Thursday 20 December 2012

The Mystery of Edwin Drood! at the Music Hall Royal

The Mystery of Edwin Drood, Tower Theatre Company at Teatro Technis, photography David Sprecher
Photography by David Sprecher

Last night’s performance (18 December 2012) of The Mystery of Edwin Drood!by Tower Theatre Company at Theatro Technis was perfect for getting into Christmas mood. This comedy musical written by Rupert Holmes, first shown in 1985 and the first play to have multiple ending decided by audience vote, has an excellent pedigree. It won for Holmes, Best Book, Best Original Score and five Tony Awards, including Best Musical.

Tower Theatre have arranged the stage as an old time music hall with cabaret seats at the front of the audience, and infused it with the smell of mulled wine. Faded and gaudy, with red velvet curtains, the stage within a stage sets the ambience and the Victorian music hall costumes are just right. The right wing of the music hall, behind the orchestra, is clearly visible and essential to the plot. Attention to detail is spot on - playbills give the names and details of the Victorian cast and the parts they are playing (but there are ‘real’ programmes too). From the very start the cast members interact with the audience and Martin South as Mr. William Cartwright the Chairman of the company keeps everything moving along, heckles the audience, and deals with audience hecklers.

The Mystery of Edwin Drood! is loosely based on Charles Dickens’ unfinished story of that name. But, while the Dickens’ story is dark and foreboding, Holmes’ interpretation is delightful pantomime. In order to move the plot along some of the characters have been lost; others have had their personality changed slightly (for comedic effect) - for example, John Jasper (Dom Ward) is transformed into a ‘baddie’. But in this musical no character is truly defined and it is this which has allowed Homes the freedom to write multiple endings.

Throughout, the members of the cast either play their ‘actor’ or their part in Drood. Since they are playing music hall actors there is a great deal of upstaging, bad manners, and dropping back into ‘actor’, but this, along with the off stage action, provides a humorous back story and brings lightness to the original Dickens’ story. The style and execution of the musical numbers by a small band of musicians (who also have their own comedy moments) makes the songs and incidental music seem familiar, so that you almost think you had heard it before.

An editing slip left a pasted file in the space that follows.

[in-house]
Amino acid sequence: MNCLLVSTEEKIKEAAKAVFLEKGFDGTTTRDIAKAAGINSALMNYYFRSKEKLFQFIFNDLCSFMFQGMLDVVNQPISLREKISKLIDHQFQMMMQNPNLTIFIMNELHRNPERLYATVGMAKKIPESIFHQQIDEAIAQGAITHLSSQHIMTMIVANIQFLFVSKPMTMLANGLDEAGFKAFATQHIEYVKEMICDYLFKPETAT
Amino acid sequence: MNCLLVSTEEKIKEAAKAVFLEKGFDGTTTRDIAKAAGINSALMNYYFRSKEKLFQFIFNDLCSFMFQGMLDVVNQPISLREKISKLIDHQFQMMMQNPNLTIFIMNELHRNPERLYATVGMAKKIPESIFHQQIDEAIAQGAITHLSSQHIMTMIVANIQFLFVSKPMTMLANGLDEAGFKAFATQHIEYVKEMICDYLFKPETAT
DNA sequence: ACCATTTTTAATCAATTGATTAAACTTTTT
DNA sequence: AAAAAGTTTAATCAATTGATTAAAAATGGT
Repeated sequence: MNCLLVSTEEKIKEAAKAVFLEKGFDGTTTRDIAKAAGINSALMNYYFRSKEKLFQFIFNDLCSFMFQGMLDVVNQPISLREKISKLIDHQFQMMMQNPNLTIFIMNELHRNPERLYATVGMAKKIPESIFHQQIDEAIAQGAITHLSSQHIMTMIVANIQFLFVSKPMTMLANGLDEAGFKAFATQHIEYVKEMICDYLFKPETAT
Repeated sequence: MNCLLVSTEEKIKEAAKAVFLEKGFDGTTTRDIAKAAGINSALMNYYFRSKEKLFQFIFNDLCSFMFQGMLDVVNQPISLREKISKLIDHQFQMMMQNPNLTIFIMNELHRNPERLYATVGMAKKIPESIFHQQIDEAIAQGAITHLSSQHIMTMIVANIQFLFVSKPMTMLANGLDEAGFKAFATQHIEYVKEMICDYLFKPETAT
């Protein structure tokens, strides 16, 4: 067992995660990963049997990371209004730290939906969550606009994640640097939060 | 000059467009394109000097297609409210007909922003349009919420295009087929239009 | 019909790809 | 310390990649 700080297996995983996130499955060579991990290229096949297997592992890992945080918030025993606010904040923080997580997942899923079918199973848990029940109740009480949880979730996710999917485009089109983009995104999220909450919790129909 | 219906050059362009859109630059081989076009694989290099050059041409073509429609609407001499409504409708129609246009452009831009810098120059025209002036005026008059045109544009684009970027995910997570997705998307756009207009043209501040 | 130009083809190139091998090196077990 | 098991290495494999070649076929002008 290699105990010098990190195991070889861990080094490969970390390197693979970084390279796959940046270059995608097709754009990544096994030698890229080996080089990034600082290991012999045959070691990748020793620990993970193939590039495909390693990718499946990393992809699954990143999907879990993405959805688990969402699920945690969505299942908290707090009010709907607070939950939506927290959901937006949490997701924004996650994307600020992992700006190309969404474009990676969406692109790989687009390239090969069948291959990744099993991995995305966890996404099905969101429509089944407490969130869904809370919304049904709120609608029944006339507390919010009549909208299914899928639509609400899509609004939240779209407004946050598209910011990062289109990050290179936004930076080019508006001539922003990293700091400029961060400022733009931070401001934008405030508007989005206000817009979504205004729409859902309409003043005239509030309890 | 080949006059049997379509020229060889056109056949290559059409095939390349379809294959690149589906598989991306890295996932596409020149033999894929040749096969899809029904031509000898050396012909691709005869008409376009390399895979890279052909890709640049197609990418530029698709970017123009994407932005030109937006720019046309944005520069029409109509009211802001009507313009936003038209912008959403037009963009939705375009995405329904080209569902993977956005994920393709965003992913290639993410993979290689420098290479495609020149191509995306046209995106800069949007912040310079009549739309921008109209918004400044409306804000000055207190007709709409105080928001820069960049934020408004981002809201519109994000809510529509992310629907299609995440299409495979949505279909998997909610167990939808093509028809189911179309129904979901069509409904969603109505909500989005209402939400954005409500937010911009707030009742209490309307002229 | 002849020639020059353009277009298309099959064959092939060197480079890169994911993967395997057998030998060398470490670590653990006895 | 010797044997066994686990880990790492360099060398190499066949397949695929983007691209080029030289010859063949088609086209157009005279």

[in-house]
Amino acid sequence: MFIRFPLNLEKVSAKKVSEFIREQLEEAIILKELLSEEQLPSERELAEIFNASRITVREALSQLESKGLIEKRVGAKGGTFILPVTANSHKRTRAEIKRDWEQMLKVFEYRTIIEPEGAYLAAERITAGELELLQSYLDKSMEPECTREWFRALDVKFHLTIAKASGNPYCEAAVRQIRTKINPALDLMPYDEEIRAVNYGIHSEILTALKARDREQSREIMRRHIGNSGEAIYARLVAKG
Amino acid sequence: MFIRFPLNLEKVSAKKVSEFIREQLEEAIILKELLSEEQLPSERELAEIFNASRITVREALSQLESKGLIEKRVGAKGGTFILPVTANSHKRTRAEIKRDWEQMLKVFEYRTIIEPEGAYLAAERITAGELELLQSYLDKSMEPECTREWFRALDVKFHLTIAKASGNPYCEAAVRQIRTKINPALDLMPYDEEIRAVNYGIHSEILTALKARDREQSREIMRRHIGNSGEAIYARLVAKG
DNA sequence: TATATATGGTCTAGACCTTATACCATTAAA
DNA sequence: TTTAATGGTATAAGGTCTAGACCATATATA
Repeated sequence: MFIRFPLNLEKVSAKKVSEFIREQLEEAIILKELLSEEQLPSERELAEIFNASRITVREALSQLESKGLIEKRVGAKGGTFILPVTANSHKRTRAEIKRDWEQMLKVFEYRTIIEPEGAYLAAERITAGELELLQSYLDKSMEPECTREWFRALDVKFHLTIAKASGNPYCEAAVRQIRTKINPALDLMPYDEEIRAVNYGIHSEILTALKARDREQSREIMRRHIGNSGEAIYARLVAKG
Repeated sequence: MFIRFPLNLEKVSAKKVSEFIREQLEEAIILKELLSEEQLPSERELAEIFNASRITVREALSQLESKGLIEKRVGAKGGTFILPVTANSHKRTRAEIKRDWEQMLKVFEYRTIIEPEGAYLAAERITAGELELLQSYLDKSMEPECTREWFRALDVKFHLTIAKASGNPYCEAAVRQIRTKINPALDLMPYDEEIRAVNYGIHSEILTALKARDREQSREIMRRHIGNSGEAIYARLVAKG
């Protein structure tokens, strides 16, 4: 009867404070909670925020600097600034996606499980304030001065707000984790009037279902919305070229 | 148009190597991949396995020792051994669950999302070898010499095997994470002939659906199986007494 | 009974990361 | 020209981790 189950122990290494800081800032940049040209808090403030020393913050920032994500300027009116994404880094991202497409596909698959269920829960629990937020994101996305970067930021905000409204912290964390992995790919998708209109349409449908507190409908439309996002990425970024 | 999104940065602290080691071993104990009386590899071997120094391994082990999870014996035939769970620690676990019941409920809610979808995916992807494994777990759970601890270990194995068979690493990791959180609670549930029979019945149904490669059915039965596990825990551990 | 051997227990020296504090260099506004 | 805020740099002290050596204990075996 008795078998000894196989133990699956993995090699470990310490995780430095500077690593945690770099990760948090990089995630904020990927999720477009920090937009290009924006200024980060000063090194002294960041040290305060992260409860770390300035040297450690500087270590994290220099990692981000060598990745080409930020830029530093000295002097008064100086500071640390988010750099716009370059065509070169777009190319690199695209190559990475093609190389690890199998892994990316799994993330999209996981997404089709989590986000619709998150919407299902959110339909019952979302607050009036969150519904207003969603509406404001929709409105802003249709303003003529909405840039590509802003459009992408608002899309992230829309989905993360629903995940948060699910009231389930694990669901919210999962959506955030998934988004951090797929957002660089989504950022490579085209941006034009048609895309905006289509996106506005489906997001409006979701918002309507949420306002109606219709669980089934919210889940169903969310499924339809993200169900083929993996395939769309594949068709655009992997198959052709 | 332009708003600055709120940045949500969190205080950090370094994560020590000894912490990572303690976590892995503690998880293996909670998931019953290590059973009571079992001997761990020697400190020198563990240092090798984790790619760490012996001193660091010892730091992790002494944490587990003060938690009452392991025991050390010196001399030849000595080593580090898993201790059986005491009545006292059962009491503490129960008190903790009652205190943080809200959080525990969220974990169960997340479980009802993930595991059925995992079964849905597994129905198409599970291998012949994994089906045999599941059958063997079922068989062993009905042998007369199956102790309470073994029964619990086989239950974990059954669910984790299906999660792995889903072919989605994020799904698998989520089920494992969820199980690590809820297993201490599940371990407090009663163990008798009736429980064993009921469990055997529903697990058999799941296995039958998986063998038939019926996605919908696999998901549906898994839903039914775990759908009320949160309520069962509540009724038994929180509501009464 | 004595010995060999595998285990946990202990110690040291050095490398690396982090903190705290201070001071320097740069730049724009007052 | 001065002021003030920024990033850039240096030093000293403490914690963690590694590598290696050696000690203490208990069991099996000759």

Most of the main parts get to showcase their voices in solos and duets, and from that talent there are some special musical moments, such as Rosa Bud’s ‘Moonfall’ (Kaytie Lee), Princess Puffer’s ‘Wages of Sin’ (Anna Fiorentini), and Philip Bax’s ‘Never the Luck’ (Jonathan Norris). Fran Rafferty perfectly acts the part of the diva playing Drood, and Michael Bettell as the Reverend Mr Crisparkle, John Chapman as the drunken Durdles, and Ed O'Shaughnessy as Deputy, were pure comedy. The Landless twins (Ruth Anthony and Adrian Calvo-Valderrama) provided a more serious note and along with the Ensemble (Jennifer Quinn and Sue Brodie) provided a foil and support for the other characters.

Once Drood reaches the end of Dickens’ writing the audience is given the choice of several questions which then determine the ending of the play. Who is chosen to be the murderer, if indeed a murder has been committed, is entirely democratic (ish).

While I don’t want to give too much away - if you want to get into the Christmas spirit, and prefer your panto to be more inventive than Aladdin, I suggest you practice your cheers, boos and hisses and get down to Theatre Technis. You won’t be disappointed.

CHAIRMAN, Mr. William Cartwright : Martin South
Miss Alice Nutting as EDWIN DROOD : Fran Rafferty
Mr. Clive Paget as JOHN JASPER : Dom Ward
Miss Deirdre Peregrine as ROSA BUD : Kaytie Lee
Miss Janet Conover as HELENA LANDLESS : Ruth Anthony
Mr. Victor Grinstead as NEVILLE LANDLESS : Adrian Calvo-Valderrama
Mr. Cedric Moncrieffe as THE REVEREND MR. CRISPARKLE : Michael Bettell
Mr. Nick Cricker as DURDLES : John Chapman
Master Nick Cricker as DEPUTY : Ed O'Shaughnessy
Miss Angela Prysock as THE PRINCESS PUFFER : Anna Fiorentini
Mr. Phillip Bax as BAZZARD : Jonathan Norris
Miss Violet Balfour as ENSEMBLE : Jennifer Quinn
Miss Florence Gill as ENSEMBLE : Sue Brodie
Production Team
Director : Ruth Sullivan
Musical Director : Edward Bell
Set Design : Michael Bettell and Ruth Sullivan
Costume Design : David Taylor
Lighting Design : Rob Irvine
Sound Design : Phillip Ley

Stage Management : Michael Bettell, Alexa Poch and Michelle Roebuck
Assistant Costume Designer : Lynda Twidale
review by Hilary Glover

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